A £multi-million redevelopment of the South Bank is waiting planning permission from Lambeth Council who run the borough of London the Undercroft sits in. The redevelopment promises to give a complete make-over to an area that let’s face it has looked pretty shabby and in need on modernisation for many years now. The developers promise to increase the amount of creative space given over to the Arts and for the development of young talent and in an era of austerity the fact that anything at all wants to be spent on supporting the Arts surely should be welcomed. Needless, to say that once details of the plan were revealed, which did not make any provision for the Undercroft in its present form, the Skateboarders of the UK united and took to the campaign trail to save the place. A petition is currently being canvassed to save the Undercroft that has so far raised over 50,000 signatures of support. Lobbying of politicians, celebrities and sportsmen and women is also taking place.
As the arguments for and against the South Bank redevelopment are aired in public, it was made known that there is no intention to rob the young skaters of today of their fun. There is a plan to create a brand new purpose-built skate park under the Hungerford Bridge further down the Thames. A surprising campaigner for the redevelopment is iconic musician, songwriter and broadcaster Billy Bragg, himself a symbol of youthful rebellion when I was growing up. He makes his case for the plans very well claiming that the creative interests of young people are at the heart of the new plans and you can read his own words here. Interestingly, the next article I Googled while researching this reads “Billy Bragg is a knob. Ignore him and help save the Southbank Undercroft” and you also read all about that here.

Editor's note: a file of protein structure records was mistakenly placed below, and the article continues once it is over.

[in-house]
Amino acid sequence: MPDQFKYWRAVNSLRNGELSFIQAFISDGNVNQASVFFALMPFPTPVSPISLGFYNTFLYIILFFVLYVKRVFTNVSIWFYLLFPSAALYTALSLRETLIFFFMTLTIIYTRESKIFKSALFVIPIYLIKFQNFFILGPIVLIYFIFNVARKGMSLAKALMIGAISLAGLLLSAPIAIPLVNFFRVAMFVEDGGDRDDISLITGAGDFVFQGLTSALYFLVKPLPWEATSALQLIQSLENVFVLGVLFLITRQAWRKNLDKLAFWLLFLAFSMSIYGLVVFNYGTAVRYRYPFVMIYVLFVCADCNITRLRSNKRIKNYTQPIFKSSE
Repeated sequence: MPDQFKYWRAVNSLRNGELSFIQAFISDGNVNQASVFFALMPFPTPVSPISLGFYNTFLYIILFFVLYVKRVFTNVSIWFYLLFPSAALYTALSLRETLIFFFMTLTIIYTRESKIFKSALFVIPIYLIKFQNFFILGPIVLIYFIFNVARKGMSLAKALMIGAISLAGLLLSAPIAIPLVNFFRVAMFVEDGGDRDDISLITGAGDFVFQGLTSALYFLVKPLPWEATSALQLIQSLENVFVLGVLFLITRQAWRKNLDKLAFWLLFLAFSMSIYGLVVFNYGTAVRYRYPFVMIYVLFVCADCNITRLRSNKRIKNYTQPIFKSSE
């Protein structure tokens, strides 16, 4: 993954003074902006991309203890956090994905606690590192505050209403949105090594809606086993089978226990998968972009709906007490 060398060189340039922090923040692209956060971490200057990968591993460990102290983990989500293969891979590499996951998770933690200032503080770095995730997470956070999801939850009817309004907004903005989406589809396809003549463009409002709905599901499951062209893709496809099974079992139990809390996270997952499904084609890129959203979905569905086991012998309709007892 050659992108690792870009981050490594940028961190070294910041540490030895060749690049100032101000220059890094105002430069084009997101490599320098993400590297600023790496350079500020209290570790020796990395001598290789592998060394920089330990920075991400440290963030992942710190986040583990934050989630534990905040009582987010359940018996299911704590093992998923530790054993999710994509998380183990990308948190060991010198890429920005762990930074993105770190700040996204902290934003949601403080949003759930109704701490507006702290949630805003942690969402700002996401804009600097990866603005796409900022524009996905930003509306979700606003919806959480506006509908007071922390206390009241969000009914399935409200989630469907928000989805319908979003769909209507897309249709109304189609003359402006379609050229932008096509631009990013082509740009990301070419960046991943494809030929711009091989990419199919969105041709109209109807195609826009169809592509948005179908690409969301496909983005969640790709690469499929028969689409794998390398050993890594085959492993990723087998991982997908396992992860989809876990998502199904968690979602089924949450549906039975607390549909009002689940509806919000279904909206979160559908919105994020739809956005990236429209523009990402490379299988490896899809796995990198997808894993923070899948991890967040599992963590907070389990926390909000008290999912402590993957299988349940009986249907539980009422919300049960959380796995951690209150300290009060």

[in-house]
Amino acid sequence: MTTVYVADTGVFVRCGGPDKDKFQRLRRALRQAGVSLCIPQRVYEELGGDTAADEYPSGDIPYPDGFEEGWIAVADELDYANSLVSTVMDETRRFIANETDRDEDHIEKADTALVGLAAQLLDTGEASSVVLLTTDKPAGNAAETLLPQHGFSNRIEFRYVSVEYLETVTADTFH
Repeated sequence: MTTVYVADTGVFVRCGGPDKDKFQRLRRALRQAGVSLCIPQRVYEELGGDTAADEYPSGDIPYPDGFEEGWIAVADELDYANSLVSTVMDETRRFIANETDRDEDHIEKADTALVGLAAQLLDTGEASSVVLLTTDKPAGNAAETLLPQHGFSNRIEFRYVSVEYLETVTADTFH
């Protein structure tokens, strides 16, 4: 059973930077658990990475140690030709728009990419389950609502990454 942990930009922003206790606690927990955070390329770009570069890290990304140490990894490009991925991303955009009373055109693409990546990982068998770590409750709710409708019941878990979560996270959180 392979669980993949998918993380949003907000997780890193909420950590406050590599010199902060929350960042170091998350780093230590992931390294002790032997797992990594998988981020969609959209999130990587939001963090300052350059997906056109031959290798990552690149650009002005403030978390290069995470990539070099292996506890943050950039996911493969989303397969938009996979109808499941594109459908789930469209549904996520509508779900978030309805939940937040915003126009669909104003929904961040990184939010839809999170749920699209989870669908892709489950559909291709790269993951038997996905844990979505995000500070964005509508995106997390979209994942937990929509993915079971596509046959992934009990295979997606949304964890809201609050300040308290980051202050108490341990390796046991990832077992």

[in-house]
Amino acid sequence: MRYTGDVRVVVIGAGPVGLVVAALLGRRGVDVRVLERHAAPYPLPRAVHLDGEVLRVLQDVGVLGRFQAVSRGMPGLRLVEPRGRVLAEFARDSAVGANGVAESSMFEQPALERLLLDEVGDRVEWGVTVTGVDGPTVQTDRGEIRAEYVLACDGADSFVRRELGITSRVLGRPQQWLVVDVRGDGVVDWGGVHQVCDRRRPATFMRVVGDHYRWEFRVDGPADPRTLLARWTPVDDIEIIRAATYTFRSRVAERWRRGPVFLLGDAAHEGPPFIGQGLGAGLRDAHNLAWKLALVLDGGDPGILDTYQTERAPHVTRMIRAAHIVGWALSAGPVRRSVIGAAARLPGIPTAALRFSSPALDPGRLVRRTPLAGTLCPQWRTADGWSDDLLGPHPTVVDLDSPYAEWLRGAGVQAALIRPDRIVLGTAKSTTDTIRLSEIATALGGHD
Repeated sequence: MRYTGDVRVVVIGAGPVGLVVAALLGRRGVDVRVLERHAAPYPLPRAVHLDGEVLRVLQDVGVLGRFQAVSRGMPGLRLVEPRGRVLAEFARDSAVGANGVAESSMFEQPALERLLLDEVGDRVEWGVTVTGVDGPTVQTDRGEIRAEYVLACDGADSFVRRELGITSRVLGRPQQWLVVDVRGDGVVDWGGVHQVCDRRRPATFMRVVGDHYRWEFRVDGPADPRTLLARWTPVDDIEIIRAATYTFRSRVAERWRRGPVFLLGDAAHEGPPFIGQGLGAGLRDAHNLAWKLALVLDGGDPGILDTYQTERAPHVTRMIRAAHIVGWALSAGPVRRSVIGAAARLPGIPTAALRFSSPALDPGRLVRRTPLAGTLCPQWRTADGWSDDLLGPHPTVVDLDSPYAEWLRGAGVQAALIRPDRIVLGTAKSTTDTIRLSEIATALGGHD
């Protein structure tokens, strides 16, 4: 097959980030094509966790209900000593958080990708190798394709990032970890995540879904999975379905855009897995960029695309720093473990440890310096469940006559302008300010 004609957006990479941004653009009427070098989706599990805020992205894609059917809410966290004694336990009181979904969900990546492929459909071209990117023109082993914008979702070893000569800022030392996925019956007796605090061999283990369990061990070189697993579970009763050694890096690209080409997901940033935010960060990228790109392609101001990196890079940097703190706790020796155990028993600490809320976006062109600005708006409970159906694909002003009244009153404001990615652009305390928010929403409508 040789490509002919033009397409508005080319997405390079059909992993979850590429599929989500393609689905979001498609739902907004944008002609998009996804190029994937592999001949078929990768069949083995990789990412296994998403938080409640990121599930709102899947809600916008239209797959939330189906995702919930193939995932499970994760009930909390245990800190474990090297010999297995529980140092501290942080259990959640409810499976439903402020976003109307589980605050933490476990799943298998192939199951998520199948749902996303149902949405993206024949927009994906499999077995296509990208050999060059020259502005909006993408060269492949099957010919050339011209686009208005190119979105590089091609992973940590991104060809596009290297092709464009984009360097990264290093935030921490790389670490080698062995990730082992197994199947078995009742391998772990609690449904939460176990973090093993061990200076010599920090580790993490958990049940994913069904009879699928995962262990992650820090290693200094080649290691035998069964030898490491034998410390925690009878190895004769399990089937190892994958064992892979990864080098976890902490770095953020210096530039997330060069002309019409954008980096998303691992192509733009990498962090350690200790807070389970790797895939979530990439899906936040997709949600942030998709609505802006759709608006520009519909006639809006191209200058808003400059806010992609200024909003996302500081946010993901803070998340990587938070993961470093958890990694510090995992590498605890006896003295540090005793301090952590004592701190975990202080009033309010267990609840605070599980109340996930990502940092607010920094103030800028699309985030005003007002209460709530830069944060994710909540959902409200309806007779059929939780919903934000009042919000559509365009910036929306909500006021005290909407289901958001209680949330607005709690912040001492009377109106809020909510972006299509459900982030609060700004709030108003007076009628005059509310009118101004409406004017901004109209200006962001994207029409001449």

Having spent some thought on the arguments both ways over this piece of London I really like, my feeling is that Mr Bragg and the supporters of the South Bank redevelopment are missing the point. The issue here is not just about a makeover that will hopefully better hone the skills and talents of the young (not to mention also increasing the commercial revenues generated in this highly popular stretch of London real estate). It’s about Art and History, both inextricably linked at the Undercroft. To simply do away with history in the name of progress and modernisation is never to have learned anything from history at all. It also reveals a fascinating irony that the (presumably) older people who have drawn up the new plans to boost South Bank’s famed creativity show very little creative talent themselves: surely there is a way of achieving the commendable new goals and still preserve the History too? I reckon if this debate were taking place in, say, Paris, Berlin or New York…a way would be found.
There has been some final intense lobbying now in the last few days before Lambeth Council make their decision to grant planning permission or not and just very recently the skaters received the backing of two powerful an unexpected allies – their neighbours in the Royal Festival Hall and English Heritage. Both have joined forces with the skaters’ campaign to have the Undercroft listed as a heritage site, something that would severely damage the redevelopment bid though not scupper it.
Time will tell, I guess, but while the skaters were still campaigning as I walked past them last week I added my name and support beneath their campaign slogan. After all they’re bloody well right. You can’t move history.
Online petition here.